It's just weird that the total voltage available doesn't drop or increase depending on how many devices you plug into it. From what I can tell, that seems to happen in DC circuits (at least if they're connected in series instead of parallel). Why not in AC circuits?
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    Quote Originally Posted by kojax
    So, do the electrical devices we plug into the wall each have their own transformers as well? I've often been confused about this.
    If they are designed to operate at less than line voltage, yes.

    My other confusion is how it works that I can plug multiple devices into the same outlet and they all get the same amount of power as if they were the only device plugged into that outlet (or they seem to).

    I'm guessing that puts me at a truly novice level. I like what you've described so far, though. If I understand right, each stage of an AC electrical system is a closed circuit. The transformers, through which current passes on one side, each begin their own, new completed circuit on the other side, and somehow, through all of this, you only draw as much power out of the system as what the devices you plug into the wall use up.

    It's just weird that the total voltage available doesn't drop or increase depending on how many devices you plug into it. From what I can tell, that seems to happen in DC circuits (at least if they're connected in series instead of parallel). Why not in AC circuits?
    Every device you plug in to an outlet is conectted in parallel to the other devices. Also, there are fuses or circuit breakers that will trip if you try to draw more current than the wires of your house can safely carry. For any given circuit, this is much less than the current that can be delivered by the power lines entering your house.

    Even then, a brief spike in current draw which lasts for too short of a time for the circuit breaker to react to can effect other devices on the circuit. Such a brief surge could cause lights on the same circuit to momentarily dim.
    "Men are apt to mistake the strength of their feelings for the strength of their argument.
    The heated mind resents the chill touch & relentless scrutiny of logic"-W.E. Gladstone


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  17. #16  
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    Quote Originally Posted by kojax
    ..somehow, through all of this, you only draw as much power out of the system as what the devices you plug into the wall use up.
    That is not quite true. A transformer does have an efficiency associated with it and does not put out quite as much power as it consumes. Those a-c adapters for electronic devices like cell phone battery chargers are just transformers with a rectifier built in. They will use up some power just sitting there plugged in without your cell phone connected. That's why President Obama wants you to unplug them when not in use. Yes, that's part of his energy policy.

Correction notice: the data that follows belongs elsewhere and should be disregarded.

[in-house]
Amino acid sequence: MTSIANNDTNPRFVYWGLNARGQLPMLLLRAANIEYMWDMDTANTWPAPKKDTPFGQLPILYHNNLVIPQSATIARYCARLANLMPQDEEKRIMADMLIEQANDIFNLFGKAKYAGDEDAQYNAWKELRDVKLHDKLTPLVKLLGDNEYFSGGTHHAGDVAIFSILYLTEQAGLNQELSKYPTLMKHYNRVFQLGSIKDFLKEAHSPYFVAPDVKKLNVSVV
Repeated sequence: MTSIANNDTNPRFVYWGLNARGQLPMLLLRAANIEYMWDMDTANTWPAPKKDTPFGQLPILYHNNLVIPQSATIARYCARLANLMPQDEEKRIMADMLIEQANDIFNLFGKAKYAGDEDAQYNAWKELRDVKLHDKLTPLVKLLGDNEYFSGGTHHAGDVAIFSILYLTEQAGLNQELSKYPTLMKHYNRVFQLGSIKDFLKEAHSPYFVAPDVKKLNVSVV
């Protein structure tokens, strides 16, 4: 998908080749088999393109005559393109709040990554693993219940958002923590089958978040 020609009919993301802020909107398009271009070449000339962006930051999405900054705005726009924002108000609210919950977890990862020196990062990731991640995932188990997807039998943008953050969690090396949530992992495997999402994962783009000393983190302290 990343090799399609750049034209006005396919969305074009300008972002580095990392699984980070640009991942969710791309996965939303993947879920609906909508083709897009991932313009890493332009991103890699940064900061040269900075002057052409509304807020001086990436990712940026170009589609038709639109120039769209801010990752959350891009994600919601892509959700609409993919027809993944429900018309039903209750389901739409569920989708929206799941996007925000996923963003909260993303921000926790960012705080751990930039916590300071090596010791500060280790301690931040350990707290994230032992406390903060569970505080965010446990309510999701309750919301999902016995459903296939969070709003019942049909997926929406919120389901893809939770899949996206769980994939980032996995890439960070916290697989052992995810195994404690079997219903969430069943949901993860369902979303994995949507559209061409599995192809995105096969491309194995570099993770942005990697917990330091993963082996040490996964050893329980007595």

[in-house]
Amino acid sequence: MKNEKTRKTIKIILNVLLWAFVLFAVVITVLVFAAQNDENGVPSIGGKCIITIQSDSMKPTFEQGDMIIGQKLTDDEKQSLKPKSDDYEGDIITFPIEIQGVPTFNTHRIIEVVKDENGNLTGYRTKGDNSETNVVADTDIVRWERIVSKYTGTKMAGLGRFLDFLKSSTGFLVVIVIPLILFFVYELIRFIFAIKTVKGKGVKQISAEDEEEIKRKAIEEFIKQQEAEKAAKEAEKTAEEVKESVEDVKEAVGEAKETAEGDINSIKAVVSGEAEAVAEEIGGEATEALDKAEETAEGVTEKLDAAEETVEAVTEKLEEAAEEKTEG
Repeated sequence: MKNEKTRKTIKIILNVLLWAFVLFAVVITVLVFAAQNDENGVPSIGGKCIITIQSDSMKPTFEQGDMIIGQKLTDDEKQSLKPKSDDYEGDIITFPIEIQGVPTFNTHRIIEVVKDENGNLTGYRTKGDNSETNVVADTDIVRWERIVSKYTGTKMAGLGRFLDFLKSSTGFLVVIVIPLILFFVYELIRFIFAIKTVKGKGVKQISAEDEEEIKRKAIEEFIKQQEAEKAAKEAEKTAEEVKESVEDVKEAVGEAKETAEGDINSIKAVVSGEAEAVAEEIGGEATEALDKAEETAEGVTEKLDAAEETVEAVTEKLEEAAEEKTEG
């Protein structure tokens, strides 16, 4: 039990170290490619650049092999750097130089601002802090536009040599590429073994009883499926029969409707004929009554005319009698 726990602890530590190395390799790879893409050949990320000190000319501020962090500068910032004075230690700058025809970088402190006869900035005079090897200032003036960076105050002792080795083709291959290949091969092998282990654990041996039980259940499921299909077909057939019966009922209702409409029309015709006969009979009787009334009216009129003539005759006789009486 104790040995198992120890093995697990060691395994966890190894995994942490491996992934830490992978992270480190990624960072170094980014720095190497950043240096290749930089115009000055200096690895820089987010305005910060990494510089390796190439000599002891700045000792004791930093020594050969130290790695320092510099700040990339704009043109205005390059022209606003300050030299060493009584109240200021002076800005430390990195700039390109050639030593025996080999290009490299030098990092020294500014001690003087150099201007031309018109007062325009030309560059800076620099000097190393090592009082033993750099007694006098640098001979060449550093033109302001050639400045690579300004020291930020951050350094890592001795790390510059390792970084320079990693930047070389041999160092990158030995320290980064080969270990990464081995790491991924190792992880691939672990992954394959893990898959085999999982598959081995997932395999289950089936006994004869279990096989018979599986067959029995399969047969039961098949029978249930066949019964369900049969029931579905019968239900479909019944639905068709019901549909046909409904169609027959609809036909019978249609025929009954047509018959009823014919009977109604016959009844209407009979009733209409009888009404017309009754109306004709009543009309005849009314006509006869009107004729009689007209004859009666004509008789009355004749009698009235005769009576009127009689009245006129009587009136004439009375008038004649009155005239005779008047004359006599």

It's just weird that the total voltage available doesn't drop or increase depending on how many devices you plug into it. From what I can tell, that seems to happen in DC circuits (at least if they're connected in series instead of parallel). Why not in AC circuits?
    A-c is no different than d-c as far as that-s concerned. You wouldn't normally connect things in series. The voltage does not quite stay the same when you increase the load because there is a voltage drop through the resistance of your house wiring. You will notice the voltage drop if you try to run a large motor with an extension cord that is too long.
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  18. #17  
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    Quote Originally Posted by Harold14370
    Quote Originally Posted by kojax
    ..somehow, through all of this, you only draw as much power out of the system as what the devices you plug into the wall use up.
    That is not quite true. A transformer does have an efficiency associated with it and does not put out quite as much power as it consumes. Those a-c adapters for electronic devices like cell phone battery chargers are just transformers with a rectifier built in. They will use up some power just sitting there plugged in without your cell phone connected. That's why President Obama wants you to unplug them when not in use. Yes, that's part of his energy policy.

    It's just weird that the total voltage available doesn't drop or increase depending on how many devices you plug into it. From what I can tell, that seems to happen in DC circuits (at least if they're connected in series instead of parallel). Why not in AC circuits?
    A-c is no different than d-c as far as that-s concerned. You wouldn't normally connect things in series. The voltage does not quite stay the same when you increase the load because there is a voltage drop through the resistance of your house wiring. You will notice the voltage drop if you try to run a large motor with an extension cord that is too long.

    Any transformer has, start ohms and run ohms. That is what makes transformers so dangerous to hook up. Unless you use the proper current limiting devices in a power distribution panel. Or a procedure or switching system to connect them.

    If you were to connect a transformer directly to another line transformer, directly without a limiting device. Like the main fuses or breakers. You could do some damage to yourself and the line transformer supplying power.

    Some welders tell some pretty drastic tales of hooking up welders directly to pole power. I was told never try that at home, by guys that have disintegrated tape measures in the shop, and much worse and lived to tell about it.

    Part of the reason is the start ohms for a transformer could be, 0.9 ohms or lower. The line or pole transformers could supply you with as much as 75,000 amps. For a cycle. Or a lot more if the transformer explodes during your experiment.

    Especially if you accidentally tap the connection rather then to cleanly connect it.

    Once the transformer is correctly started, it may create as many as 10,000 ohms, not under a load. And draw almost no watts.


    Sincerely,


    William McCormick